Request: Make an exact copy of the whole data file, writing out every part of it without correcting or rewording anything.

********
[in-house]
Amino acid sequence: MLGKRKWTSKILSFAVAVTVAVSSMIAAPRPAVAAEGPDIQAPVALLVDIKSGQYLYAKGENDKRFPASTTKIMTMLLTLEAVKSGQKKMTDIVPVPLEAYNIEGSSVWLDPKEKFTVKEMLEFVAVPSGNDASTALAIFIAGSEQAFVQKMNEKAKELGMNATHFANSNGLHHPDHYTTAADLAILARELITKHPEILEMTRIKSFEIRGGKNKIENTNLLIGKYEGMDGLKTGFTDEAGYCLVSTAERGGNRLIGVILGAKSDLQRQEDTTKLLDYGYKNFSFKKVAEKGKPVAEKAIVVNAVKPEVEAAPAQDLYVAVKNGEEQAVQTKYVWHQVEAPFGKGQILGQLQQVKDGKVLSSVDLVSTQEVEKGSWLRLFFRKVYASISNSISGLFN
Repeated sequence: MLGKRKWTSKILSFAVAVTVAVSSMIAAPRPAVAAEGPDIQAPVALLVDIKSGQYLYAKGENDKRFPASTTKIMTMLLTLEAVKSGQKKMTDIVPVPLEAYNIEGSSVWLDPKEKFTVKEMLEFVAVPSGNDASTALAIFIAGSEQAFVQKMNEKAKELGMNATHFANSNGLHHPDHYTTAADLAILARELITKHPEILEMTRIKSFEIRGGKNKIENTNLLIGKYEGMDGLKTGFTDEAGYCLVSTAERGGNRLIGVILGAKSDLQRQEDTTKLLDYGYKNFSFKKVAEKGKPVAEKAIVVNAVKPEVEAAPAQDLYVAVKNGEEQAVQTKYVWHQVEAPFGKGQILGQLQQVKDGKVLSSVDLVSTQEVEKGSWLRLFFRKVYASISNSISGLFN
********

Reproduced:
[in-house]
Amino acid sequence: MLGKRKWTSKILSFAVAVTVAVSSMIAAPRPAVAAEGPDIQAPVALLVDIKSGQYLYAKGENDKRFPASTTKIMTMLLTLEAVKSGQKKMTDIVPVPLEAYNIEGSSVWLDPKEKFTVKEMLEFVAVPSGNDASTALAIFIAGSEQAFVQKMNEKAKELGMNATHFANSNGLHHPDHYTTAADLAILARELITKHPEILEMTRIKSFEIRGGKNKIENTNLLIGKYEGMDGLKTGFTDEAGYCLVSTAERGGNRLIGVILGAKSDLQRQEDTTKLLDYGYKNFSFKKVAEKGKPVAEKAIVVNAVKPEVEAAPAQDLYVAVKNGEEQAVQTKYVWHQVEAPFGKGQILGQLQQVKDGKVLSSVDLVSTQEVEKGSWLRLFFRKVYASISNSISGLFN
Repeated sequence: MLGKRKWTSKILSFAVAVTVAVSSMIAAPRPAVAAEGPDIQAPVALLVDIKSGQYLYAKGENDKRFPASTTKIMTMLLTLEAVKSGQKKMTDIVPVPLEAYNIEGSSVWLDPKEKFTVKEMLEFVAVPSGNDASTALAIFIAGSEQAFVQKMNEKAKELGMNATHFANSNGLHHPDHYTTAADLAILARELITKHPEILEMTRIKSFEIRGGKNKIENTNLLIGKYEGMDGLKTGFTDEAGYCLVSTAERGGNRLIGVILGAKSDLQRQEDTTKLLDYGYKNFSFKKVAEKGKPVAEKAIVVNAVKPEVEAAPAQDLYVAVKNGEEQAVQTKYVWHQVEAPFGKGQILGQLQQVKDGKVLSSVDLVSTQEVEKGSWLRLFFRKVYASISNSISGLFN